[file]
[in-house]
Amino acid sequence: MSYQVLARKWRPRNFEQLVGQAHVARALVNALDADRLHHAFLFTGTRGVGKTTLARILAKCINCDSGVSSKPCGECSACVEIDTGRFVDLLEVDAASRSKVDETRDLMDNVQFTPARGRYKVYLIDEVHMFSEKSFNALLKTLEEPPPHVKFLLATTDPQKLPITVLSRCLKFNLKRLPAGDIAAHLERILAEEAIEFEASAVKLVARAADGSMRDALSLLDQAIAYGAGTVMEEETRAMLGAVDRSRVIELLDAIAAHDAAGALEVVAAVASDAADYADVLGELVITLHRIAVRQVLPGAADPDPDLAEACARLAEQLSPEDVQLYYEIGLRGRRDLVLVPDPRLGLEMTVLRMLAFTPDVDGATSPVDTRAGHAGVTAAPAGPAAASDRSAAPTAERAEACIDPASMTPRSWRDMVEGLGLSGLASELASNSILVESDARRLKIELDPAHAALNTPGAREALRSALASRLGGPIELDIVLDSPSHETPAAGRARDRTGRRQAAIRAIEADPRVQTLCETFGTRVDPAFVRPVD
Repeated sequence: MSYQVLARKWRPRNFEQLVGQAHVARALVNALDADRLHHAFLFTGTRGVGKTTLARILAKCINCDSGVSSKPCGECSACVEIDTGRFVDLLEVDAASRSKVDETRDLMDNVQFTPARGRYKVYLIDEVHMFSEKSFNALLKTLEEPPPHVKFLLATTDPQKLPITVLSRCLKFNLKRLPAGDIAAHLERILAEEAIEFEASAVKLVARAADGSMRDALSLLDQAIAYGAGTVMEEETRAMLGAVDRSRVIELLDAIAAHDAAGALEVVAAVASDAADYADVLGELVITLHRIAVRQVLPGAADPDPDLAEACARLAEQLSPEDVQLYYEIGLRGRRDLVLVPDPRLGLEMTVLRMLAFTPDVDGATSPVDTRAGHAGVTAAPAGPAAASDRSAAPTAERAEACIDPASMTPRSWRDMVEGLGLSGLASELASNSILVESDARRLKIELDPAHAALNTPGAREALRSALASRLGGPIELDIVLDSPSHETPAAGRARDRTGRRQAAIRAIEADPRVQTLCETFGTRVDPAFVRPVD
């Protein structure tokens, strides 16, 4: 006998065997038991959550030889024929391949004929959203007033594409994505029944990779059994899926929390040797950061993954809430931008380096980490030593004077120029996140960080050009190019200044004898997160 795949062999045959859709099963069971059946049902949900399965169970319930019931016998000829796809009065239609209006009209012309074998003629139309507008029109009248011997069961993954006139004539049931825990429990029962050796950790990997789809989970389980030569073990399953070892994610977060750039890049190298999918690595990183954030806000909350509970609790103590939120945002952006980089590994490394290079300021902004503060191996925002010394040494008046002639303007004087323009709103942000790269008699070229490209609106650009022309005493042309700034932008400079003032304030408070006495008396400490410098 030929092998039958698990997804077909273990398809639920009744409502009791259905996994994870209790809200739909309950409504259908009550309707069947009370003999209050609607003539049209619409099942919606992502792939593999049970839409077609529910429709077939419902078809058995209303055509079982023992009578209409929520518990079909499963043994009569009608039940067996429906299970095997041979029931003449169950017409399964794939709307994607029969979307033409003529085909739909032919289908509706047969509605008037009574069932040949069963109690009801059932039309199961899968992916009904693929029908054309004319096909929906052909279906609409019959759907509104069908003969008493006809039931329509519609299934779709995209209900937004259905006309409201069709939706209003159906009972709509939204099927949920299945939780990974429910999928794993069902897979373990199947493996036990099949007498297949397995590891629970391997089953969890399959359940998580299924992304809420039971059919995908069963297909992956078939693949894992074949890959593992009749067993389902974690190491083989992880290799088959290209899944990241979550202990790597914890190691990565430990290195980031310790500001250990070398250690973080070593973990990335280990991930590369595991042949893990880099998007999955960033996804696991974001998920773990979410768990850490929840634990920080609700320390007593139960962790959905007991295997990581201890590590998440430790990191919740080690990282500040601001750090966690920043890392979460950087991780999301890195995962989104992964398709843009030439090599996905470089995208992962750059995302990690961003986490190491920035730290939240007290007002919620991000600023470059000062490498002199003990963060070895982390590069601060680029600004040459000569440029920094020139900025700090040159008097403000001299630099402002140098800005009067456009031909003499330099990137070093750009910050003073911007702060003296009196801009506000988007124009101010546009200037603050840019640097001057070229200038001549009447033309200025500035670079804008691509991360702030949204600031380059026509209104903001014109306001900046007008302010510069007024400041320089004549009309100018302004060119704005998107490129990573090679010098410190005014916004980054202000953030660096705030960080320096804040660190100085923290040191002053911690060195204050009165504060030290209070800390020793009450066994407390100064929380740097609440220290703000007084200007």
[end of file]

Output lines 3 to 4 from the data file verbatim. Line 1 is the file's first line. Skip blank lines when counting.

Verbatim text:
Repeated sequence: MSYQVLARKWRPRNFEQLVGQAHVARALVNALDADRLHHAFLFTGTRGVGKTTLARILAKCINCDSGVSSKPCGECSACVEIDTGRFVDLLEVDAASRSKVDETRDLMDNVQFTPARGRYKVYLIDEVHMFSEKSFNALLKTLEEPPPHVKFLLATTDPQKLPITVLSRCLKFNLKRLPAGDIAAHLERILAEEAIEFEASAVKLVARAADGSMRDALSLLDQAIAYGAGTVMEEETRAMLGAVDRSRVIELLDAIAAHDAAGALEVVAAVASDAADYADVLGELVITLHRIAVRQVLPGAADPDPDLAEACARLAEQLSPEDVQLYYEIGLRGRRDLVLVPDPRLGLEMTVLRMLAFTPDVDGATSPVDTRAGHAGVTAAPAGPAAASDRSAAPTAERAEACIDPASMTPRSWRDMVEGLGLSGLASELASNSILVESDARRLKIELDPAHAALNTPGAREALRSALASRLGGPIELDIVLDSPSHETPAAGRARDRTGRRQAAIRAIEADPRVQTLCETFGTRVDPAFVRPVD
């Protein structure tokens, strides 16, 4: 006998065997038991959550030889024929391949004929959203007033594409994505029944990779059994899926929390040797950061993954809430931008380096980490030593004077120029996140960080050009190019200044004898997160 795949062999045959859709099963069971059946049902949900399965169970319930019931016998000829796809009065239609209006009209012309074998003629139309507008029109009248011997069961993954006139004539049931825990429990029962050796950790990997789809989970389980030569073990399953070892994610977060750039890049190298999918690595990183954030806000909350509970609790103590939120945002952006980089590994490394290079300021902004503060191996925002010394040494008046002639303007004087323009709103942000790269008699070229490209609106650009022309005493042309700034932008400079003032304030408070006495008396400490410098 030929092998039958698990997804077909273990398809639920009744409502009791259905996994994870209790809200739909309950409504259908009550309707069947009370003999209050609607003539049209619409099942919606992502792939593999049970839409077609529910429709077939419902078809058995209303055509079982023992009578209409929520518990079909499963043994009569009608039940067996429906299970095997041979029931003449169950017409399964794939709307994607029969979307033409003529085909739909032919289908509706047969509605008037009574069932040949069963109690009801059932039309199961899968992916009904693929029908054309004319096909929906052909279906609409019959759907509104069908003969008493006809039931329509519609299934779709995209209900937004259905006309409201069709939706209003159906009972709509939204099927949920299945939780990974429910999928794993069902897979373990199947493996036990099949007498297949397995590891629970391997089953969890399959359940998580299924992304809420039971059919995908069963297909992956078939693949894992074949890959593992009749067993389902974690190491083989992880290799088959290209899944990241979550202990790597914890190691990565430990290195980031310790500001250990070398250690973080070593973990990335280990991930590369595991042949893990880099998007999955960033996804696991974001998920773990979410768990850490929840634990920080609700320390007593139960962790959905007991295997990581201890590590998440430790990191919740080690990282500040601001750090966690920043890392979460950087991780999301890195995962989104992964398709843009030439090599996905470089995208992962750059995302990690961003986490190491920035730290939240007290007002919620991000600023470059000062490498002199003990963060070895982390590069601060680029600004040459000569440029920094020139900025700090040159008097403000001299630099402002140098800005009067456009031909003499330099990137070093750009910050003073911007702060003296009196801009506000988007124009101010546009200037603050840019640097001057070229200038001549009447033309200025500035670079804008691509991360702030949204600031380059026509209104903001014109306001900046007008302010510069007024400041320089004549009309100018302004060119704005998107490129990573090679010098410190005014916004980054202000953030660096705030960080320096804040660190100085923290040191002053911690060195204050009165504060030290209070800390020793009450066994407390100064929380740097609440220290703000007084200007």